Hugh D. Baker | Comment
Prior to the mid-twentieth century, the seas were virtually calm in the field of marine insurance, with uniformity of law existing in both Britain and the United States. Marine insurance laws between these countries developed from English jurisprudence originating between the seventeenth and nineteenth century. However, a distinct divergence emerged after the United States Supreme Court held in Wilburn Boat Co. v. Fireman’s Fund Insurance Co. that state law, rather than general maritime law, applies in certain situations involving marine insurance. This divergence continued to evolve over the next sixty years, particularly with respect to areas of law concerning utmost good faith and the law of warranties. For years, practitioners and scholars have sought how to bridge the gap between the laws of Britain and the United States. Professor Thomas J. Schoenbaum noted that, in order to again build towards international uniformity of the law in marine insurance, the Marine Insurance Act 1906 (MIA) must be reformed with respect to utmost good faith and warranties. The United Kingdom has now taken that first step.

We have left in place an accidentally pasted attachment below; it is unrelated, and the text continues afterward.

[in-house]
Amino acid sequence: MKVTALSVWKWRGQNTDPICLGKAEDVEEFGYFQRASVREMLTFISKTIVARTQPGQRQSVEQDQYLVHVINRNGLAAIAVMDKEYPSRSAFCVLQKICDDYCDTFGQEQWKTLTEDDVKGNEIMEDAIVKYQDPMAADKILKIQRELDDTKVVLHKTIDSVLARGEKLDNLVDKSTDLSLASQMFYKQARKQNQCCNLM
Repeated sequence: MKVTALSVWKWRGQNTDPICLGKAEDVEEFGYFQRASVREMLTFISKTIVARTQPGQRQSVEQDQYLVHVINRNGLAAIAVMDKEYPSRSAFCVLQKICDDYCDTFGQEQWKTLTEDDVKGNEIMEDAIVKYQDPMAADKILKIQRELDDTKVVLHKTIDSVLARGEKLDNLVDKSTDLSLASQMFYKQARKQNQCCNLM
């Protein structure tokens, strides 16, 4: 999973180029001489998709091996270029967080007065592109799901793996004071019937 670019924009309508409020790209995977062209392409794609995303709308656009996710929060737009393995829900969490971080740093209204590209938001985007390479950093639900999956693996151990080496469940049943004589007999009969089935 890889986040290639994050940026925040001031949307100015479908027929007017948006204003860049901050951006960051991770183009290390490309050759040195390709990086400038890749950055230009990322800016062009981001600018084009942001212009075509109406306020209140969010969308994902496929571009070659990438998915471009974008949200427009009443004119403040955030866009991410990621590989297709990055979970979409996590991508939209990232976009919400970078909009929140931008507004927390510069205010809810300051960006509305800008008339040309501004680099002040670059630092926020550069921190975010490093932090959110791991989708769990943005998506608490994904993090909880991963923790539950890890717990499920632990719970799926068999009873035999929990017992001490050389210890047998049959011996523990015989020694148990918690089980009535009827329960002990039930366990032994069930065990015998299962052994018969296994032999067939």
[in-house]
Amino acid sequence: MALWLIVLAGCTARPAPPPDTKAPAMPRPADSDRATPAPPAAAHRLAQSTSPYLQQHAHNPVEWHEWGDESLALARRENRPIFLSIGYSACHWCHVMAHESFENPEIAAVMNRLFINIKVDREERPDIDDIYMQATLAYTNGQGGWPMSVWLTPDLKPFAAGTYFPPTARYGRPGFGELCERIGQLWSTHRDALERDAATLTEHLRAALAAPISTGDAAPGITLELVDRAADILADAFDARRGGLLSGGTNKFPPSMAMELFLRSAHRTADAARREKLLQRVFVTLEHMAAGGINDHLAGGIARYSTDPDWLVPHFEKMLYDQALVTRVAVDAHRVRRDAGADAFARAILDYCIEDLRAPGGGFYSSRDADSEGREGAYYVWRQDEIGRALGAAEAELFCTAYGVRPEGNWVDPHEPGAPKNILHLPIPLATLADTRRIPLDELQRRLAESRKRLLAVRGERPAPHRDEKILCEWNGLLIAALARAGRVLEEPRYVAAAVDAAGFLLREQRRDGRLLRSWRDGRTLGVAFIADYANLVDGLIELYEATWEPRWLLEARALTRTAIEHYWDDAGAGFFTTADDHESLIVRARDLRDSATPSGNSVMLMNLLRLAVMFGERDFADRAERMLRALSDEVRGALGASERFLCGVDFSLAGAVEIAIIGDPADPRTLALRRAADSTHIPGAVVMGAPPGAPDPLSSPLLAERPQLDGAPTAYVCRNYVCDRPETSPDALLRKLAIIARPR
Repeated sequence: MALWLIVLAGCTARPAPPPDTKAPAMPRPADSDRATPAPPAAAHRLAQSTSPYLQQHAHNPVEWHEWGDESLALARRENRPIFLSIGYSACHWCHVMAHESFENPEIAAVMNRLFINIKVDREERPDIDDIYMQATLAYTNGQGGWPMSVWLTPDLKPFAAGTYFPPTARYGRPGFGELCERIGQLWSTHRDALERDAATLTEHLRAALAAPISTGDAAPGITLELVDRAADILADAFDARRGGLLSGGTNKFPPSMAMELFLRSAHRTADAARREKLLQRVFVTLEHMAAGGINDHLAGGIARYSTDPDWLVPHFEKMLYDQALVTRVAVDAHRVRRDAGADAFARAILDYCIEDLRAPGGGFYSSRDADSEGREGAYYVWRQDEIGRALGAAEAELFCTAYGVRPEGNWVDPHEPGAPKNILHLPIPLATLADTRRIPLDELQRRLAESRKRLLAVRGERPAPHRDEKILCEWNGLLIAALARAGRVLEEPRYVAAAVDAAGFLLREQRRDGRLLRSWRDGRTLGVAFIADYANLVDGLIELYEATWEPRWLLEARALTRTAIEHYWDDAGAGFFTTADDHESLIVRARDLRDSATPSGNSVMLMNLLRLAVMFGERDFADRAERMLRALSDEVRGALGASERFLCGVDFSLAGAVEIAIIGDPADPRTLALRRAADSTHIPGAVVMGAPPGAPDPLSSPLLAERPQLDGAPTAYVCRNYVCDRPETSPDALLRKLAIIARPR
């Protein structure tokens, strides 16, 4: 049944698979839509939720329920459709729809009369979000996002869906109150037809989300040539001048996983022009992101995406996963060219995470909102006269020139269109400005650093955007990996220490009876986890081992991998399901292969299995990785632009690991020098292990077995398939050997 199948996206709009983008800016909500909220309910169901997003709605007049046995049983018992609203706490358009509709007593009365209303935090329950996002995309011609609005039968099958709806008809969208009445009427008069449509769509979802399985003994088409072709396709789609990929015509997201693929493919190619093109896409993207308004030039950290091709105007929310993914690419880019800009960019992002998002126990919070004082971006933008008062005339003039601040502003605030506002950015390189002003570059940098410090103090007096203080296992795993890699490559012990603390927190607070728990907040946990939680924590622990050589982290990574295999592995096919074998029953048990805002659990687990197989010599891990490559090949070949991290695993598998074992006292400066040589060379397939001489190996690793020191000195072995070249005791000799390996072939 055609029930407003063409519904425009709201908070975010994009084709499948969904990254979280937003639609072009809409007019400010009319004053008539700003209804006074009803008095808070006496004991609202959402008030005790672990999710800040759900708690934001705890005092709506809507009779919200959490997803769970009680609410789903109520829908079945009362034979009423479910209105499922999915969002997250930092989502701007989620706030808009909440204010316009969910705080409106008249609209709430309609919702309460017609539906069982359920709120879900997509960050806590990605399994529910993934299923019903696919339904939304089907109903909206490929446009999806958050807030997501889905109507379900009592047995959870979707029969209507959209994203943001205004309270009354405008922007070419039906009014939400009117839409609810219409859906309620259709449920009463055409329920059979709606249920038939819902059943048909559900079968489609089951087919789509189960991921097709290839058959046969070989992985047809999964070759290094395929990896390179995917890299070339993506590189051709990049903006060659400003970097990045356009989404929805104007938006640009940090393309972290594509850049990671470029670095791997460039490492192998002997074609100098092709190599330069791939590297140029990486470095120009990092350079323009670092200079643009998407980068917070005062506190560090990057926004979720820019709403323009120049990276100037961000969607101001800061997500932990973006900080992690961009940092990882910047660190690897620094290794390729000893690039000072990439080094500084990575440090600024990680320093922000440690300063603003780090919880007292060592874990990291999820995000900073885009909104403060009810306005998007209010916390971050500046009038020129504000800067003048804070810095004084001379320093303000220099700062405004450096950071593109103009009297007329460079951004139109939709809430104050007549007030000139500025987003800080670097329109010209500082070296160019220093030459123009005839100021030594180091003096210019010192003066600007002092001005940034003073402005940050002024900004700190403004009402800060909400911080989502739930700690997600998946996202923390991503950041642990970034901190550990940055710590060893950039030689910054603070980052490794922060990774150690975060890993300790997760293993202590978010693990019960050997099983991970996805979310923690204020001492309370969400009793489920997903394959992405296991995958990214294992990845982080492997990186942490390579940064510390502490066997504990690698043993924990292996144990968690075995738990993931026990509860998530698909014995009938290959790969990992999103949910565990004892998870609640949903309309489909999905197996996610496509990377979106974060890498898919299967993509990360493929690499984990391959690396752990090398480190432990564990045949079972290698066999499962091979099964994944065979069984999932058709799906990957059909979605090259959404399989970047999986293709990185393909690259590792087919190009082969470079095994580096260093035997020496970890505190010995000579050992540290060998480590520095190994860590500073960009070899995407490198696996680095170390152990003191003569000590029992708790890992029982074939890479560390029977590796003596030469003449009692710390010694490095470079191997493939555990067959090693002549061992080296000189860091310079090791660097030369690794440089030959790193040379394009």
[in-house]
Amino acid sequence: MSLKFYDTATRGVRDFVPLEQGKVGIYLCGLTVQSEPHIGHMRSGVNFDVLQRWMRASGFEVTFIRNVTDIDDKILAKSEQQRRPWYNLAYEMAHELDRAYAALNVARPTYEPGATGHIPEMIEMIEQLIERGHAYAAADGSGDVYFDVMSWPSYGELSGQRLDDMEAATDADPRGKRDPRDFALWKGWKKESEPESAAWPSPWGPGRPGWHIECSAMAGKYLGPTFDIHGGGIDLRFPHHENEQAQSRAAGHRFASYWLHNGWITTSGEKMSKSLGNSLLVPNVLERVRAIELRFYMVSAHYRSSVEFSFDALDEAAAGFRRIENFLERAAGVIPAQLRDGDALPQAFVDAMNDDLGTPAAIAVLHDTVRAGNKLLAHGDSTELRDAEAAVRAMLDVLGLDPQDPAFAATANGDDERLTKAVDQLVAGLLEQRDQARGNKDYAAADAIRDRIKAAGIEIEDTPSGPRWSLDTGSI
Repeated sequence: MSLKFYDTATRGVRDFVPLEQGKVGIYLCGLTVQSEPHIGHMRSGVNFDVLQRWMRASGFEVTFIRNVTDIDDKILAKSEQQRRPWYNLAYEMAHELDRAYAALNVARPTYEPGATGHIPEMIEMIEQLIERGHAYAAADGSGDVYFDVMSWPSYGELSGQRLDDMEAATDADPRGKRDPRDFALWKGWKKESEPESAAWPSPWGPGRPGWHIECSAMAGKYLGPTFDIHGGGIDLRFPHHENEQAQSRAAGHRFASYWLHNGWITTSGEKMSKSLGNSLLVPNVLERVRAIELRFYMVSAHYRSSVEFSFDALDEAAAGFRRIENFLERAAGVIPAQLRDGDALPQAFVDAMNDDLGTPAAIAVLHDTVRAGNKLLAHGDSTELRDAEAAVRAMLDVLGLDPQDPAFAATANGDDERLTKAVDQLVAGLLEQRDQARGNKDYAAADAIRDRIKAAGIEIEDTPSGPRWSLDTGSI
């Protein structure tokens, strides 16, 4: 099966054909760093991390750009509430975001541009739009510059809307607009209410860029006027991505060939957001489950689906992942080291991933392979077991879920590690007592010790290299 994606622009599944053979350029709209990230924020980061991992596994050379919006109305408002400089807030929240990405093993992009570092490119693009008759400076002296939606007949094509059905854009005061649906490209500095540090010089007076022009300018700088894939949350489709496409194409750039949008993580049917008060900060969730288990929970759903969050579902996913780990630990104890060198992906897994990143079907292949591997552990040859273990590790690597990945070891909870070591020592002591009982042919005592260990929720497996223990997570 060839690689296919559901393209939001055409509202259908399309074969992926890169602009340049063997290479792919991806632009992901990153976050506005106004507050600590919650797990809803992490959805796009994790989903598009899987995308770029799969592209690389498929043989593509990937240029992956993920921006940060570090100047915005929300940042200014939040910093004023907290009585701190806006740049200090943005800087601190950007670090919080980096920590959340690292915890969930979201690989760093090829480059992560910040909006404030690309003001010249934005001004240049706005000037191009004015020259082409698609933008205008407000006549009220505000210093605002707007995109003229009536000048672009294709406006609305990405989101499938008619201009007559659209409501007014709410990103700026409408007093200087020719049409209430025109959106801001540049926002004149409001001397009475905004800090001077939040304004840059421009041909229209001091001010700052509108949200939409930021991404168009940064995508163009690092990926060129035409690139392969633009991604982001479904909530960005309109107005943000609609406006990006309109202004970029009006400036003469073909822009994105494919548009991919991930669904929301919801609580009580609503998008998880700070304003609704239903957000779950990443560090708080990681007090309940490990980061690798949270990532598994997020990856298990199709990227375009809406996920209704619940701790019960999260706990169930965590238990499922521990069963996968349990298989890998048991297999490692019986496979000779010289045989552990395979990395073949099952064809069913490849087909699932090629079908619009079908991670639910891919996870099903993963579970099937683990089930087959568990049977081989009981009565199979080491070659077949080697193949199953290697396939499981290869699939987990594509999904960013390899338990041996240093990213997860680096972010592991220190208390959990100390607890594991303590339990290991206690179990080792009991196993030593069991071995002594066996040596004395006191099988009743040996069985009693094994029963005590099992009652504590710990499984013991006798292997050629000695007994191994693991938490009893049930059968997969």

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Citation: 41 Tul. Mar. L.J. 159